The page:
Toward Better Teaching: Professional Development in 1993-94 / Chapter 5
5. Support for Professional Development
Effective professional development is dependent to a large extent upon institutional and financial support of teachers' professional development efforts and a school culture that nurtures teacher learning. Recommended principles for effective professional development address the way schools are organized and managed, recognizing that teachers need substantial time and opportunities to work with other teachers both within and outside their own schools in order to develop their knowledge and skills. The 1993-94 SASS data contain useful information on the types of support for professional development that teachers receive and on aspects of the organization and management of schools that may affect teachers' professional development.
Institutional support to teacher development includes scheduling time during the school day and year for professional development and providing incentives and rewards that encourage teachers to participate. Examples of incentives and rewards include advances on salary schedules; reimbursement of tuition and fees for courses and programs; consideration of participation during evaluation and recertification processes; and paying the fees for obtaining certification by the National Board for Professional Teaching Standards. Districts and schools can also facilitate teachers' communication with colleagues outside their school by providing Internet connections, informing teachers of opportunities outside the district, and supporting membership in professional associations, among other activities.
Time Available for Professional Development
It is widely recognized that to realize the new vision of professional development, teachers need to have more time available to devote to their professional growth. Teachers already have very full work days, and typically must scramble for staff development time (Massell and Fuhrman 1994; Renyi 1996). Finding large blocks of time for concentrated work and collaboration with other teachers is a particular challenge. Consequently, professional development is frequently relegated to a few scattered days before school begins and during the school year.
Suggested options for making more time available have included extending teachers' contracts to cover more time when students are not in school, reallocating existing time during the teacher's day, and team teaching, for example (Renyi 1996). Some have urged a complete restructuring of how time is used in schools so that teachers have more time during the school year for planning and preparing to teach, observing and assisting colleagues, group work, and individual study (National Education Commission on Time and Learning [NECTL] 1994).
The average teacher was required to be at school 33 hours a week in 1993-94 (table 15). In addition, on average, teachers reported spending another 3 hours per week outside of school hours in activities with students (such as coaching, field trips, tutoring, and transporting students), and 9 hours per week on other school-related activities not directly involving students (such as lesson preparation, grading papers, parent conferences, and meetings). Whether teachers included voluntary professional development activities in the latter category is unknown.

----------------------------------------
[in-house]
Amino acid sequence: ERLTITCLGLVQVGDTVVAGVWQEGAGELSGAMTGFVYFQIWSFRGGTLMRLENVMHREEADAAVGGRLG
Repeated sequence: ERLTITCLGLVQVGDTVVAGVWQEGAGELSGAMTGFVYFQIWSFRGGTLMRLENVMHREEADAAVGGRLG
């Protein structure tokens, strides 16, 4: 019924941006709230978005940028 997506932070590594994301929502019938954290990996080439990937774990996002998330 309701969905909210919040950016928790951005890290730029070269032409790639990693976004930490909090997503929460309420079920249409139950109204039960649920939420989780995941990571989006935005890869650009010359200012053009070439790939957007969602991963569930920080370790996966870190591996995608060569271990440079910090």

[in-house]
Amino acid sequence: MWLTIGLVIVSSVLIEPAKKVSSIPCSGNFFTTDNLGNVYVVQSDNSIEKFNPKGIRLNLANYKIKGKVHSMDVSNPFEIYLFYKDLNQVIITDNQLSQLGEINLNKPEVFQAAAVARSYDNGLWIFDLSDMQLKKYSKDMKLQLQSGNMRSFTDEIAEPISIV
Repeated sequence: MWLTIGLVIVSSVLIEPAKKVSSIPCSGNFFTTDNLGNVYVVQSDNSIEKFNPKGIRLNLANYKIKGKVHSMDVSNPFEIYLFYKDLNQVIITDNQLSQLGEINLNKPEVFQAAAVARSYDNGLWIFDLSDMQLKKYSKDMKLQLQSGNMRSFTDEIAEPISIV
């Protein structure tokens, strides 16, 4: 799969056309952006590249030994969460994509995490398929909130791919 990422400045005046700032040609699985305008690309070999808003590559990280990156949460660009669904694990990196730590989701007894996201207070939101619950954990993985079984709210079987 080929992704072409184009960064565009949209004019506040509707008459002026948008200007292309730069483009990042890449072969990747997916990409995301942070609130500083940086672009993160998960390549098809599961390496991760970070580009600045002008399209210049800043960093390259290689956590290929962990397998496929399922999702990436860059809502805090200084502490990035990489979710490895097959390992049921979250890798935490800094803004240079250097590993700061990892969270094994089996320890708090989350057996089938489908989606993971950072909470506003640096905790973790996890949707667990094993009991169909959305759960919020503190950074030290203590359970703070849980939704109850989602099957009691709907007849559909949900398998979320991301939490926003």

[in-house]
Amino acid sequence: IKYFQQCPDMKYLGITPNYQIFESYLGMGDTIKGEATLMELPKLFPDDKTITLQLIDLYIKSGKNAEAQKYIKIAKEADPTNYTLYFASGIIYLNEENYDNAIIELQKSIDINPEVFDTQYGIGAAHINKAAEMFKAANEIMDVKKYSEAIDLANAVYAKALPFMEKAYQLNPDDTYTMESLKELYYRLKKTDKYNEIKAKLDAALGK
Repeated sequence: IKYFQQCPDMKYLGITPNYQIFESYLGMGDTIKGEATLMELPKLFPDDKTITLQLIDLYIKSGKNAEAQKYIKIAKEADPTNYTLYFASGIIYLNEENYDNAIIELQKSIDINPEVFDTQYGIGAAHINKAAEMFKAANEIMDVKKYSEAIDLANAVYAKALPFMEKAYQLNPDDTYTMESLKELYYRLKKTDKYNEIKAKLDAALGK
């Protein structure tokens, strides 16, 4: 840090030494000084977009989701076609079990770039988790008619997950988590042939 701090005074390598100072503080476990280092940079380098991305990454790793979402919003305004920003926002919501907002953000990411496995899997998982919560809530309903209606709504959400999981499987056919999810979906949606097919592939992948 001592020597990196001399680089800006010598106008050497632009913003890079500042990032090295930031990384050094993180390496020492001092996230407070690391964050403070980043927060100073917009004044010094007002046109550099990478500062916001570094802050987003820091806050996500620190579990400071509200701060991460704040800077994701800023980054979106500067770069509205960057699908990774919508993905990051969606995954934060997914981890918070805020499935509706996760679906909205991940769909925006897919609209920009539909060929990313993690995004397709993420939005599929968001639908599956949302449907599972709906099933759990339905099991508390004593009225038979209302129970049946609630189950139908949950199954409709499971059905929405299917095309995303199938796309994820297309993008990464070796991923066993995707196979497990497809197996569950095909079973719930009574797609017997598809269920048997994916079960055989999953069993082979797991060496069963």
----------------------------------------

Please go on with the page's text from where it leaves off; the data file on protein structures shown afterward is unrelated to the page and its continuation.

Types of Support for Professional Development
SASS asked teachers to identify the various types of support they had received during the current school year for in-service education or professional development in their main teaching field. What was reported is related both to whether they had participated in in-service education or professional development on topics related to their main teaching assignment field and to whether their district or school offered this type of support. Twenty-two percent of all public school teachers and 30 percent of all private school teachers reported having received no support when asked about release time from teaching, time built into their schedules, travel expenses, tuition or fees, and professional growth credits (figure 15
and table 16
The most common types of support were release time from teaching and time for professional development built into teachers' schedules. Overall, 47 percent of teachers reported having received release time from teaching to participate in professional development activities, and 40 percent reported having had time built into their schedules. In both cases, public school teachers were more likely than private school teachers to receive these types of support. In the public sector, as district size increased, teachers were less likely to be supported with release time and more likely to have time for professional development built into their schedules. In the private sector, as school size increased, teachers were more likely to have received release time.
As district size increased, public school teachers were less likely to have their travel expenses or tuition or fees reimbursed. This suggests that in smaller districts these types of support may be an alternative to subject-specific in-service programs that are district sponsored.22